Morning Plenary Lecture
Mathematical Fights! The Seedy Underbelly of Mathematical History
Interim Director of the William O. Douglas Honors College
Associate Professor of Mathematics
Department of Mathematics and Statistics
Central Washington University
Abstract: Although students are often led to believe that mathematics is a purely rational, unemotional, and orderly field of study, history shows that this is often not the case. This talk will discuss some of the greatest fights in the history of mathematics. We will hear stories of friendships destroyed and national rivalries heightened because of disagreements about underlying mathematics. We will consider what these fights teach us about the nature of mathematics, and we will learn some interesting math on the way.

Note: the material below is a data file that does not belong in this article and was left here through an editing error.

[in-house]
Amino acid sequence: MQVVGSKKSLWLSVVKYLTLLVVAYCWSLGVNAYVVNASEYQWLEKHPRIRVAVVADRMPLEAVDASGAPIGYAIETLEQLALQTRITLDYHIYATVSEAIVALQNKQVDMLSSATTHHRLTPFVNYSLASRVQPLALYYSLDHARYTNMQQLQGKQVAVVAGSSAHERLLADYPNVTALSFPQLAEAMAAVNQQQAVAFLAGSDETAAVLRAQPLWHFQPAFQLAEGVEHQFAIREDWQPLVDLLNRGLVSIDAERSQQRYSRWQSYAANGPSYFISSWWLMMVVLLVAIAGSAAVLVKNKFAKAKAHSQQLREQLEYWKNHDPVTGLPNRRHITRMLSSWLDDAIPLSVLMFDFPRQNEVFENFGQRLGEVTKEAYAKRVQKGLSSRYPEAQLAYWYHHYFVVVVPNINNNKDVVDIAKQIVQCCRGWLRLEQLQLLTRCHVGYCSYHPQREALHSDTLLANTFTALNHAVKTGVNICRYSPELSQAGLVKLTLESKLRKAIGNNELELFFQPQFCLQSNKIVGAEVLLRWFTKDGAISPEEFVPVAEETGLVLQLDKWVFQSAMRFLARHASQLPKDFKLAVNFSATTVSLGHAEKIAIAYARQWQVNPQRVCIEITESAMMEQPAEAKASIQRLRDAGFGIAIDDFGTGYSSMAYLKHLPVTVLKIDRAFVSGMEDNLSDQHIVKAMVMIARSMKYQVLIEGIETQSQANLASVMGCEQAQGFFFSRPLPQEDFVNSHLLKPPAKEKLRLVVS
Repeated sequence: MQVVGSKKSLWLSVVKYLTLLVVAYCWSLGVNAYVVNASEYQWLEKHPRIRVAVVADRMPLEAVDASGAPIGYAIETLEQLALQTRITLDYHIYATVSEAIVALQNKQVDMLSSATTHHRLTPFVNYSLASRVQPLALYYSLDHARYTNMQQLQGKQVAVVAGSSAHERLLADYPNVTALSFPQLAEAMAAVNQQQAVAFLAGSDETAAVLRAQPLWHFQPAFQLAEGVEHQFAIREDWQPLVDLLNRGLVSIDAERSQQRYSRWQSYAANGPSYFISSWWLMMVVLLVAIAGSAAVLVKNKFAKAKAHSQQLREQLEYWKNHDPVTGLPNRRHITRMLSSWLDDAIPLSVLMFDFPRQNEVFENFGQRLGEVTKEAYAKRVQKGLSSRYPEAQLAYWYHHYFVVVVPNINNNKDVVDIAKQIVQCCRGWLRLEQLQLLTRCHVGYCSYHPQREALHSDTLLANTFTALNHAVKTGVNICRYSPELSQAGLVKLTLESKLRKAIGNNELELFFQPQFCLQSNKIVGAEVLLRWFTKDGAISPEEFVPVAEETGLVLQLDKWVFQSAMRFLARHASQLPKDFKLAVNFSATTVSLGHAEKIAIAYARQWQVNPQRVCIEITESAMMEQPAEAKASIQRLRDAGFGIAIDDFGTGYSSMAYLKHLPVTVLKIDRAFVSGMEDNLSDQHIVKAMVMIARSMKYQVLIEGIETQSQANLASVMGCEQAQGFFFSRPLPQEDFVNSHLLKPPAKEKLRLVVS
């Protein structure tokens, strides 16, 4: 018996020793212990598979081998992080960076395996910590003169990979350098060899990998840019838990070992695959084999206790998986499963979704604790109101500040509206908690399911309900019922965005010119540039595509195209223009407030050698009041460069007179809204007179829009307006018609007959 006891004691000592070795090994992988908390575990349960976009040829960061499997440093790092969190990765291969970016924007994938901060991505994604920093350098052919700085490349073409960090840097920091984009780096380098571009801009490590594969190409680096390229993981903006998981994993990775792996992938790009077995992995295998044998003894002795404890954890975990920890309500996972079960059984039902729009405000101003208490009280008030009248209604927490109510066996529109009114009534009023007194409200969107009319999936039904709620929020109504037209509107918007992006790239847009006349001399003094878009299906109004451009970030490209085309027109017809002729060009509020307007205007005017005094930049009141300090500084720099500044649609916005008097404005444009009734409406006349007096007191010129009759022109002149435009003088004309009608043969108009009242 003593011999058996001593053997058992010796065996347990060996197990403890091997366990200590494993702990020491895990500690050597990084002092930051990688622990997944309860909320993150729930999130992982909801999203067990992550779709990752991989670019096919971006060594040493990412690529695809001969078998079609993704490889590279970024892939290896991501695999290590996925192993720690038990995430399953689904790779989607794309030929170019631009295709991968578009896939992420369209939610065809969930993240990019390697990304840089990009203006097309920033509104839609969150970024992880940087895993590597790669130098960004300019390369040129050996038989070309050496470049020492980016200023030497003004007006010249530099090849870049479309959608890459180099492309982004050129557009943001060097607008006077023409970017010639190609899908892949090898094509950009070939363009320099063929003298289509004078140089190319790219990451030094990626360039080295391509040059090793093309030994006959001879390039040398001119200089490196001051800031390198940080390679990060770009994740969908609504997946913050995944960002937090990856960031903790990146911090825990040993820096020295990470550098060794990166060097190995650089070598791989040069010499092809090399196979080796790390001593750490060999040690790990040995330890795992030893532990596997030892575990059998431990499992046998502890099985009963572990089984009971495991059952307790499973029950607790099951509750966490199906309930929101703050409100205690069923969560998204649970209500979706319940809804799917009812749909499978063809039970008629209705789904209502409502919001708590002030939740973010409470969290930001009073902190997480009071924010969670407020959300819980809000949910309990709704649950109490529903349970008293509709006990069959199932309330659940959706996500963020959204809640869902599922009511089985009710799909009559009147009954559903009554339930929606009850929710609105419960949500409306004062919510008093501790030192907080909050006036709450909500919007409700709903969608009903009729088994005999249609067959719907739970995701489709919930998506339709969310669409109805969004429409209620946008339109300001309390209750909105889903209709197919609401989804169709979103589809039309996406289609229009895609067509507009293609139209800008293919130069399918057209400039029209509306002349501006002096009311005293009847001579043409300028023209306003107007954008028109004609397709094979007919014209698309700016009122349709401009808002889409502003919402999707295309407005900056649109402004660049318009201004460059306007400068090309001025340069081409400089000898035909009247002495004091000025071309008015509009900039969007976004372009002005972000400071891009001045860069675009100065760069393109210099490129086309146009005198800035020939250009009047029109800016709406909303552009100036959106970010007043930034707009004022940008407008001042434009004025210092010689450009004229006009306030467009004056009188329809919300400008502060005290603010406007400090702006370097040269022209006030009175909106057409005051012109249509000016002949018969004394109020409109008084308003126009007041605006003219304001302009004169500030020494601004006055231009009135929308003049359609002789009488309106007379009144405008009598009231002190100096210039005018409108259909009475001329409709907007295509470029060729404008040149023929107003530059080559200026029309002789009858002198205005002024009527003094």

Biosketch: Dominic Klyve is an Associate Professor of Mathematics at Central Washington University. He is the author of more than 35 papers in number theory, the history of mathematics and science, and applied statistics � several of which have been co-authored with his students. An expert in eighteenth century science, he has written on the mathematics, astronomy, biology, linguistics, and philosophy of the period. He has spoken on the history of math and science across the country and around the world.